Game of Thrones house sigil fun

House-BaxterThere’s this little bit of fun knocking around the intertubes at the moment where you can go to and design your own Game of Thrones style house sigil, with your own motto and everything. So I thought I’d do one, because, you know, I should be writing, but procrastination is perfectly okay, anyway, who are you my mum, shut up!

Ahem. Basically, I took the two primary aspects of my life – kung fu and writing – and made the House Baxter sigil. I had to photoshop it a bit, because the website is a bit bloody puritanical and wouldn’t allow swearing. Not even “arse”. It wouldn’t even allow “sh!t” if you can believe that. So I ‘shopped it. Suck on that, fuckers!

It was also pointed out to me by a very knowledgeable medievalist friend (yes, I have a friend who’s a medievalist and that is very cool, actually) that I’ve broken heraldry rules by having a sun shape below a building. But I went back and tried switching the “Shaolin gate” and the book to the other way around and it looked a bit rubbish. So screw heraldry – House Baxter laughs at your rules and regulations! If you have a problem with that, come here and I’ll kick your arse. Then write a story about it.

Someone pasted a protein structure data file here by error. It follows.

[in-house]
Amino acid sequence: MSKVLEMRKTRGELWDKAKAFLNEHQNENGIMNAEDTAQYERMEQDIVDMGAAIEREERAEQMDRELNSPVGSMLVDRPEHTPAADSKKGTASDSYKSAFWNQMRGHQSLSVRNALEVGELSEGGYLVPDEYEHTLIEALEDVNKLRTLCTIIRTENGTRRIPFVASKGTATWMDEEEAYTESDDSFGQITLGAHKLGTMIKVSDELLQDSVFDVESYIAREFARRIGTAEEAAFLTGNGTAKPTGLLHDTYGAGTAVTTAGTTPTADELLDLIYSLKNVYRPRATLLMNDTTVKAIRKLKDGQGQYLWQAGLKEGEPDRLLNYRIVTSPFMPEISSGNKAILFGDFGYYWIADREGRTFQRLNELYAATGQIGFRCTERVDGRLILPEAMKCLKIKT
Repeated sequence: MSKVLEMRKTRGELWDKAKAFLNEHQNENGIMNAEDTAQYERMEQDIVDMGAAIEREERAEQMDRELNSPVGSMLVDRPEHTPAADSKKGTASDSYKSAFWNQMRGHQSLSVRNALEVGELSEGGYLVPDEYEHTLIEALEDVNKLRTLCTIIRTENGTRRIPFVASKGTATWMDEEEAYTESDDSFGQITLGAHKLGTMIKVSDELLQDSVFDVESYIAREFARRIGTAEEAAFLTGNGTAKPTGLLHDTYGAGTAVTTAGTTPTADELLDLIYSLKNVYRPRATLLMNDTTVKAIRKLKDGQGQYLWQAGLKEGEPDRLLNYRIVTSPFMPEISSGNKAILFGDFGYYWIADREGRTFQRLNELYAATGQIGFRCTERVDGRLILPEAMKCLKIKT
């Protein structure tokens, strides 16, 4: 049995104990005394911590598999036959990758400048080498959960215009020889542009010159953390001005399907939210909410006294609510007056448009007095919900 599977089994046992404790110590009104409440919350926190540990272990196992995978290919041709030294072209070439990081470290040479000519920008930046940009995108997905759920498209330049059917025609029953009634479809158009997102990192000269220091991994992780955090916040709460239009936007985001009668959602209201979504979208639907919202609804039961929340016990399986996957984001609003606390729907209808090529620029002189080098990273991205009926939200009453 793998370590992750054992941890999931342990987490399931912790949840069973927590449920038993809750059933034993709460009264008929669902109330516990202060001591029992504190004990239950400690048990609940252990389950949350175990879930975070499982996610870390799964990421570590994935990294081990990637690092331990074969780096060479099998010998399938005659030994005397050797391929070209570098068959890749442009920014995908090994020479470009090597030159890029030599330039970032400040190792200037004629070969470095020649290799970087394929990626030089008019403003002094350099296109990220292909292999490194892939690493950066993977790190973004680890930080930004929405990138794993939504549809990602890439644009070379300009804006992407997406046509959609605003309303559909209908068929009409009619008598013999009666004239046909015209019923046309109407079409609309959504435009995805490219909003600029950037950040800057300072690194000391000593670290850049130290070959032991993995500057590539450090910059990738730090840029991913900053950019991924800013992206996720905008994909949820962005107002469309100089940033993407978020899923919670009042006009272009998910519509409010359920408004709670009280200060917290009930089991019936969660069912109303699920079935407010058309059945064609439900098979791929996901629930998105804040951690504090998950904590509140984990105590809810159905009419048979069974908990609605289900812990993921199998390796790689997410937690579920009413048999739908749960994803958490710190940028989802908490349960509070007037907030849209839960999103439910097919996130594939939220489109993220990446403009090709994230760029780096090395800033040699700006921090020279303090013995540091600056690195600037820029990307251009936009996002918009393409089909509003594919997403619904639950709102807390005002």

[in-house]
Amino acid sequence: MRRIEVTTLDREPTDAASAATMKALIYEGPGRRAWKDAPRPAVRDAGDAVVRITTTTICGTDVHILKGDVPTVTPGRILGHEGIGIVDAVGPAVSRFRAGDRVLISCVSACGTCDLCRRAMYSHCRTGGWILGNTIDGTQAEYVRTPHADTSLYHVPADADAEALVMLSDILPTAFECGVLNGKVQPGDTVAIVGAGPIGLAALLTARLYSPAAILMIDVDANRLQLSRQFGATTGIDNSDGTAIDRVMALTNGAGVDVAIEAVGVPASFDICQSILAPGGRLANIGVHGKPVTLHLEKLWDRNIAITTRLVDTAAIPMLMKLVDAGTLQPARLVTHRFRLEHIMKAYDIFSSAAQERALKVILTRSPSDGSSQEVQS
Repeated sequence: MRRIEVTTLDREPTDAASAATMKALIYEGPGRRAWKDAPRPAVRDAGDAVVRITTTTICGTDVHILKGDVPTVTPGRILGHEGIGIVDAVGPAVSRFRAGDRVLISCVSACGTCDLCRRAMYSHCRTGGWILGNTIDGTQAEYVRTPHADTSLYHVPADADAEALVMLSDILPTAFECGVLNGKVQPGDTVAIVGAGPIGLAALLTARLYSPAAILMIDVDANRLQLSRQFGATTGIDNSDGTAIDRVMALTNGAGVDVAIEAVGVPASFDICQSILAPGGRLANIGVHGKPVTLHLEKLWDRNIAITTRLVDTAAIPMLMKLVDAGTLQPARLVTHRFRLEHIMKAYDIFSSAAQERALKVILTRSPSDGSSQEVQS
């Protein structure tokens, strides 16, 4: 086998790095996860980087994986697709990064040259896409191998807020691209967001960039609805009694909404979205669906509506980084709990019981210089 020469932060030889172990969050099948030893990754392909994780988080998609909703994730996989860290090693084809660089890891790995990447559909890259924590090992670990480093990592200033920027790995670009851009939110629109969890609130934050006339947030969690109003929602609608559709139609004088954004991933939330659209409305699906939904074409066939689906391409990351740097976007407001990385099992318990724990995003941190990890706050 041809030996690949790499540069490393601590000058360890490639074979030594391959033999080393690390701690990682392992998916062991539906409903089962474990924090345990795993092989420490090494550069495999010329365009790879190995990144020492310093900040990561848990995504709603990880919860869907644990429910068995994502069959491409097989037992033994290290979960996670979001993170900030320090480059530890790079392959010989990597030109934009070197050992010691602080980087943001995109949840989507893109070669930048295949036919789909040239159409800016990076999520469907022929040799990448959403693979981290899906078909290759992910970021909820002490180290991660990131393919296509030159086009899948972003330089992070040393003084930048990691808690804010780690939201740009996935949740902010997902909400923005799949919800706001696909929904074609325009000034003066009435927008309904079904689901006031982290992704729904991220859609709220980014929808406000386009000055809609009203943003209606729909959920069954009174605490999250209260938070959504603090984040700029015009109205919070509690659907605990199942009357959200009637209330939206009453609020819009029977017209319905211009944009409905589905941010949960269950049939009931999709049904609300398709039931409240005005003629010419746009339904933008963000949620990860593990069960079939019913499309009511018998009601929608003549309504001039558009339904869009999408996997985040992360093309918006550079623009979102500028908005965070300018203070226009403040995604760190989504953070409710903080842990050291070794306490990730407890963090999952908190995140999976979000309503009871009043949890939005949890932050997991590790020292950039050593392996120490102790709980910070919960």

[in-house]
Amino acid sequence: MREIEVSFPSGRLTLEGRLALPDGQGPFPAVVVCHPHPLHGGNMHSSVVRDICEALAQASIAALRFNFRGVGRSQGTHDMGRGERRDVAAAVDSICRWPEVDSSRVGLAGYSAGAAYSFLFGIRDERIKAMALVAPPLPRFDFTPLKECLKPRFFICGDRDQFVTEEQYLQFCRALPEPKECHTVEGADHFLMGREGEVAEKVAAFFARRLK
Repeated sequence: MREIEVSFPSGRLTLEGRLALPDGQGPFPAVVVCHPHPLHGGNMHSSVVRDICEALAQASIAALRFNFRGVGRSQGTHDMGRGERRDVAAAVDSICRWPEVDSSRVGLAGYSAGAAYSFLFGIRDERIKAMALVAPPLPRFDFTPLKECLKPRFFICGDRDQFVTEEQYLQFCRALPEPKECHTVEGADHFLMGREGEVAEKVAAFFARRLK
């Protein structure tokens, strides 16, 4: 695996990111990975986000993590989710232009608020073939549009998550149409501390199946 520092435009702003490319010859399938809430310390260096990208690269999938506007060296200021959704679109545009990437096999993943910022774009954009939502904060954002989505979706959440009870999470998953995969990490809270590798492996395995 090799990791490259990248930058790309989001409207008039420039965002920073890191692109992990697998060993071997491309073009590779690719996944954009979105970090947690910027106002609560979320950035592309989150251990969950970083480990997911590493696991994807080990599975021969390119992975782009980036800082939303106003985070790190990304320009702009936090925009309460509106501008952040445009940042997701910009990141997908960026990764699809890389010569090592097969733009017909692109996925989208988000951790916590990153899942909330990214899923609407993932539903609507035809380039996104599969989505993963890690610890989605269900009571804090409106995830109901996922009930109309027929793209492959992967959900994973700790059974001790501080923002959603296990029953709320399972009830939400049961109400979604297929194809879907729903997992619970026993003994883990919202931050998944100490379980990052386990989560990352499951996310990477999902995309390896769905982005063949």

So yeah, I really should be writing.


Cover reveal and blurb for Dark Rite

Dark Rite 5I’m very excited about this. David Wood and myself have collaborated on a new novella (almost a novel, in fact) called Dark Rite. It’s coming out in a few weeks from Gryphonwood Press and look at that sweet cover. When my wife saw it, she said, “Ooooh… eesh…” which is *exactly* the reaction I like to hear! When I say it’s almost a novel, it’s actually about 42,000 words, so it’s right at the upper end of novella territory. A lot of the old pulp novels were around the 50-60k word mark. I’m very happy with what David and I have come up with, so I hope readers enjoy it too. Here’s the back cover blurb:

A small mountain town hides a dark secret…

When the death of his father brings Grant Shipman to the tiny Appalachian town of Wallen’s Gap, he believes his biggest problem will be dealing with the slow pace and odd townsfolk. But something sinister is at work. A dark power rises, an echo of the town’s bloody past. A book of blood magic offers an unspeakable horror a gateway into the world of the living, and only Grant stands in the way of their Dark Rite.